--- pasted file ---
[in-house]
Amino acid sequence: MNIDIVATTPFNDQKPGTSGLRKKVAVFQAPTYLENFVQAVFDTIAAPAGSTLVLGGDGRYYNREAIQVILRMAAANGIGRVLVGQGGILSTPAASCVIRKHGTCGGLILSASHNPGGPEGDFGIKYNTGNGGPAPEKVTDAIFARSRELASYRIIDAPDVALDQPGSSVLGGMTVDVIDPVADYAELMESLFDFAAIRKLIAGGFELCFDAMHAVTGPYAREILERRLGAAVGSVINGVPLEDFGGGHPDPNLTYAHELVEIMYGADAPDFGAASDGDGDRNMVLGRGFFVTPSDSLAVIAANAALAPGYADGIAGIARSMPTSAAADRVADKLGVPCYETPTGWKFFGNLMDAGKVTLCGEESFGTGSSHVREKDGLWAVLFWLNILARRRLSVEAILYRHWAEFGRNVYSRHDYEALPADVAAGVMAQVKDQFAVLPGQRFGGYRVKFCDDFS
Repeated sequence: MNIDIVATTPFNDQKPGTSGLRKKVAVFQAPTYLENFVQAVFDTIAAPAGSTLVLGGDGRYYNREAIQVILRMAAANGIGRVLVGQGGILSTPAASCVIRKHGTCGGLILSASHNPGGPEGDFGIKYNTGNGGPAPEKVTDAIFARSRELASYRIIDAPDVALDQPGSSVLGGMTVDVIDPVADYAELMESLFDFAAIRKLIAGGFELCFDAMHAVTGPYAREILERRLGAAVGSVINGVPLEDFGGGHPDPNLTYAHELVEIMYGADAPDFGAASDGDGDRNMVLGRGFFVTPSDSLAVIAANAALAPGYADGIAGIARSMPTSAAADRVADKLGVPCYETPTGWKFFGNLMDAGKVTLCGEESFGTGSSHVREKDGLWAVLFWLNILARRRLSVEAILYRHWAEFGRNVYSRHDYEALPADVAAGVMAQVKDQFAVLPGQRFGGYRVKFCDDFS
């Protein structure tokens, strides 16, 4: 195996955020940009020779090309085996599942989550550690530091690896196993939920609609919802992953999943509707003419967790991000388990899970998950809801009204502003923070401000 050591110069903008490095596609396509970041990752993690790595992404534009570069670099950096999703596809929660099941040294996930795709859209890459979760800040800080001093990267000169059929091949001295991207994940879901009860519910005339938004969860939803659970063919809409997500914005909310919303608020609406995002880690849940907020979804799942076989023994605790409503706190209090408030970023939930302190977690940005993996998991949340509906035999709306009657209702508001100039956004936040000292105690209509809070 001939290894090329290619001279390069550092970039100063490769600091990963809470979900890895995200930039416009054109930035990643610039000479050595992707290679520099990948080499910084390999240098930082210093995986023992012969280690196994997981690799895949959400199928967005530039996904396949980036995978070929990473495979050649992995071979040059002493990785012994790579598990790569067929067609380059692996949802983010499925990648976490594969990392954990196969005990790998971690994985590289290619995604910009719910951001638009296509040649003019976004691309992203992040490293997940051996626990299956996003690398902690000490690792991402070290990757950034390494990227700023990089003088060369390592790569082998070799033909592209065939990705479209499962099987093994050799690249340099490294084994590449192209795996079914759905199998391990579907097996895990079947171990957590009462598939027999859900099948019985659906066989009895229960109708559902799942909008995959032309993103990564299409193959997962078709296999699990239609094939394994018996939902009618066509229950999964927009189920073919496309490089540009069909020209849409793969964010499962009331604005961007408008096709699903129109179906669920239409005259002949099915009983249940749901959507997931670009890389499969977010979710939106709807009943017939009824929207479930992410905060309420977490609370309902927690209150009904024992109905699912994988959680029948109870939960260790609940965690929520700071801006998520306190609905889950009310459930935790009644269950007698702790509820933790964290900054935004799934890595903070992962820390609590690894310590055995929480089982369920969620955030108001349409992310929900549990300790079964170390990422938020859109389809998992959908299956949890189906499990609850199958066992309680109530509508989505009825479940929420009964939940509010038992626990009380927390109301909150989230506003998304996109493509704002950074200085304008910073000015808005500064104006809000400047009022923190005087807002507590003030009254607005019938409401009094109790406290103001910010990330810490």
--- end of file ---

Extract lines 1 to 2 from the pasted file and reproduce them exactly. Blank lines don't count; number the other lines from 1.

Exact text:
[in-house]
Amino acid sequence: MNIDIVATTPFNDQKPGTSGLRKKVAVFQAPTYLENFVQAVFDTIAAPAGSTLVLGGDGRYYNREAIQVILRMAAANGIGRVLVGQGGILSTPAASCVIRKHGTCGGLILSASHNPGGPEGDFGIKYNTGNGGPAPEKVTDAIFARSRELASYRIIDAPDVALDQPGSSVLGGMTVDVIDPVADYAELMESLFDFAAIRKLIAGGFELCFDAMHAVTGPYAREILERRLGAAVGSVINGVPLEDFGGGHPDPNLTYAHELVEIMYGADAPDFGAASDGDGDRNMVLGRGFFVTPSDSLAVIAANAALAPGYADGIAGIARSMPTSAAADRVADKLGVPCYETPTGWKFFGNLMDAGKVTLCGEESFGTGSSHVREKDGLWAVLFWLNILARRRLSVEAILYRHWAEFGRNVYSRHDYEALPADVAAGVMAQVKDQFAVLPGQRFGGYRVKFCDDFS